AAV: from ‘Almost A Virus’ to ‘An Awesome Virus’

28 Jun
AAV (photo credit: depts.washington.edu)

AAV (photo credit: depts.washington.edu)

In 1965, adeno-associated virus (AAV) was discovered while hitching a ride into the cell with adenovirus, which is a virus that causes the fretted pink eye, cold sores and sore throats.

AAV was best described back then as the quiet kid in the back of the classroom. He would simply enter a cell, and basically be invisible in the hustle and bustle of the cytoplasm. He wouldn’t bother anyone; he wasn’t there to cause any symptoms or diseases. He didn’t want to start any trouble.

In fact, he will only replicate if another virus, such as adenovirus,  causes cell damage. Otherwise, he just sits and minds his own business. So why does this virus exist?

While interviewing for another unrelated story for one of my jobs, I had the pleasure of meeting Arun Srivastava, Ph.D., and chair of the division of cellular and molecular therapy at the University of Florida. What I thought was going to be a brief interview to get one or two quotes for another story, actually turned out to be a history lesson about a virus that was ignored for a long time, but has now proved to have life-saving capabilities.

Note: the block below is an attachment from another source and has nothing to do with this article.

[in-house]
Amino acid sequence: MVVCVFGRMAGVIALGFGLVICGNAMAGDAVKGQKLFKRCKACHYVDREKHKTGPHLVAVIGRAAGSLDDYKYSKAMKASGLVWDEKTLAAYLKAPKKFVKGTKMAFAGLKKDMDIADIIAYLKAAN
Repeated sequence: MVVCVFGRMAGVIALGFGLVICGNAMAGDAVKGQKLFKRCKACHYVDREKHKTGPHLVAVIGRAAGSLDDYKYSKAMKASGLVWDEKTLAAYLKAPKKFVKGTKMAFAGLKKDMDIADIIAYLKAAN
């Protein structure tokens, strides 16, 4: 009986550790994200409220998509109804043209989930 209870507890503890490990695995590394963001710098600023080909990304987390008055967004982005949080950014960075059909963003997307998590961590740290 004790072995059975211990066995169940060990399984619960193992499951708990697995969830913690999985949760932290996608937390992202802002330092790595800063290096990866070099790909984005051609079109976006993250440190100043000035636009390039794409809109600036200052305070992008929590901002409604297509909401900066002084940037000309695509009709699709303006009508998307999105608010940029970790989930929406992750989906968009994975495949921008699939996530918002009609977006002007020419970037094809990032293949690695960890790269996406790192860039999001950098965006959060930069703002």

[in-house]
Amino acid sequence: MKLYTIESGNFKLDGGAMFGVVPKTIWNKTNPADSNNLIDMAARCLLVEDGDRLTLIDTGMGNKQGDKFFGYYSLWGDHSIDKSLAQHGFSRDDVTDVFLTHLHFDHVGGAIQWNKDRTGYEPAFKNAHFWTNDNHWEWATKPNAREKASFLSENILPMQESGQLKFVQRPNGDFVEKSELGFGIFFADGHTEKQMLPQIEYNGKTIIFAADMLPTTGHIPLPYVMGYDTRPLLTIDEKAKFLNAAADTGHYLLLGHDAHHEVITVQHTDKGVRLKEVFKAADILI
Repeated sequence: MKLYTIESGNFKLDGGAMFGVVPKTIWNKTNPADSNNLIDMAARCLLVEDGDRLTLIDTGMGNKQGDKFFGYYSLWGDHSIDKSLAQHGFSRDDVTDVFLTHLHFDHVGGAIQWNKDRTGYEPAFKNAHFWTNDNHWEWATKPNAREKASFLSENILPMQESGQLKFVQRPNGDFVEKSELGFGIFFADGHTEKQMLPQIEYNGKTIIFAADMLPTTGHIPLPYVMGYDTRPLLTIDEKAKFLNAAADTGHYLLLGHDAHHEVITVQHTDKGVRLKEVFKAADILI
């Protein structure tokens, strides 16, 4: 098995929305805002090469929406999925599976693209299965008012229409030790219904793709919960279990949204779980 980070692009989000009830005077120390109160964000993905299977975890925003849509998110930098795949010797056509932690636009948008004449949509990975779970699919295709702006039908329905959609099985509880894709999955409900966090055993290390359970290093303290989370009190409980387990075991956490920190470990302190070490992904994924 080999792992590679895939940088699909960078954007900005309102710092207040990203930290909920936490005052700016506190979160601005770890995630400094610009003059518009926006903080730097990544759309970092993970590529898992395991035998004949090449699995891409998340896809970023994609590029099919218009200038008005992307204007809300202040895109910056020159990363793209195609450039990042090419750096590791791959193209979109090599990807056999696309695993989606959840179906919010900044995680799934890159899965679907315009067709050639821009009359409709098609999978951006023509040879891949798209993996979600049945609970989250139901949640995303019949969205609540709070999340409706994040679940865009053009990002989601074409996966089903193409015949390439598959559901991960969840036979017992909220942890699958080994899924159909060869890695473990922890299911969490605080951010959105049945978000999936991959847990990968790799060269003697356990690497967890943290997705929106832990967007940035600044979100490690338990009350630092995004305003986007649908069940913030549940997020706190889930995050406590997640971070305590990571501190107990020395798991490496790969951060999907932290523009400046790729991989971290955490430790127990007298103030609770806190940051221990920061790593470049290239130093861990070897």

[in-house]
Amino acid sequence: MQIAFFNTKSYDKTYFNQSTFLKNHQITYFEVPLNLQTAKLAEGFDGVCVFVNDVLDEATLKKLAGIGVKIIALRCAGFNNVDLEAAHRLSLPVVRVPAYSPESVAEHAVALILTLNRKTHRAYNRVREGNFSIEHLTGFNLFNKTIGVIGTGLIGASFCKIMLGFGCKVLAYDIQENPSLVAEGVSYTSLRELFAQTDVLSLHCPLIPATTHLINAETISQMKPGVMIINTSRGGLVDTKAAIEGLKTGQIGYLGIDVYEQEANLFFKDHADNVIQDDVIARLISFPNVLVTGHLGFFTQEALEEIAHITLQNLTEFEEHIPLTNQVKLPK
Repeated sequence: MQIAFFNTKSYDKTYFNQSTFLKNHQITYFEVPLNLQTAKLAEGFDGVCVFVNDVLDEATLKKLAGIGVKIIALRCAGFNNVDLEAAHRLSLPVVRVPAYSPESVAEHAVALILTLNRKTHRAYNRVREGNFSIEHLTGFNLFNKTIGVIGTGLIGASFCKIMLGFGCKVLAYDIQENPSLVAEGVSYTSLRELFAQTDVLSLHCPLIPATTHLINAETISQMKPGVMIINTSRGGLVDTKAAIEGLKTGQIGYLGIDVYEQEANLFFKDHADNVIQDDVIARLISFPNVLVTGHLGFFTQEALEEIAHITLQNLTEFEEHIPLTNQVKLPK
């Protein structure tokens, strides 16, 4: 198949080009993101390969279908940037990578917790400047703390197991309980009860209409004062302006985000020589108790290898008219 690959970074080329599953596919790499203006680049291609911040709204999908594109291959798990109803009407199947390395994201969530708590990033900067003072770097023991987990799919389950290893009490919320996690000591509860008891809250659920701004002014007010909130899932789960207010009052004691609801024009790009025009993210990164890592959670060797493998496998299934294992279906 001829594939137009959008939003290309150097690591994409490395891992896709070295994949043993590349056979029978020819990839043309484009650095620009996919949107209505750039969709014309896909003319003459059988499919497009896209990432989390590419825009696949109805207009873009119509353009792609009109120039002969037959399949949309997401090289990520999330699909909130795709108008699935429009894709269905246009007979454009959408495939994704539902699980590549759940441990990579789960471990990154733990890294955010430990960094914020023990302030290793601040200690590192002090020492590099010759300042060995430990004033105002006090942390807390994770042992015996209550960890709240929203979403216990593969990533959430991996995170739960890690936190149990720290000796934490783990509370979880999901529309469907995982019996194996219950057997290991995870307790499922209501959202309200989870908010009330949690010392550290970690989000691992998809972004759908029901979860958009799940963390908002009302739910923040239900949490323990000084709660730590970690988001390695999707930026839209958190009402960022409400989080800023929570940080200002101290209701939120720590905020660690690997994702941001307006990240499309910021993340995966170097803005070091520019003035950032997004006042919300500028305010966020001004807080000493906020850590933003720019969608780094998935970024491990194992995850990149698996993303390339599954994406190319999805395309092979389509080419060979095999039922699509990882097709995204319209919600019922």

To clear things up, Srivastava explained to me that AAV is sort of a misnomer, because it is not related to adenovirus at all. The reason the virus was named adeno-associated is because it was discovered in 1965 as a contaminant of adenovirus.

But, AAV, unlike adenovirus is not known to cause any symptoms or diseases, and it is about five times smaller than adeno—around 25 nanometers in diameter. About 90 percent of the human population is infected with this asymptomatic virus.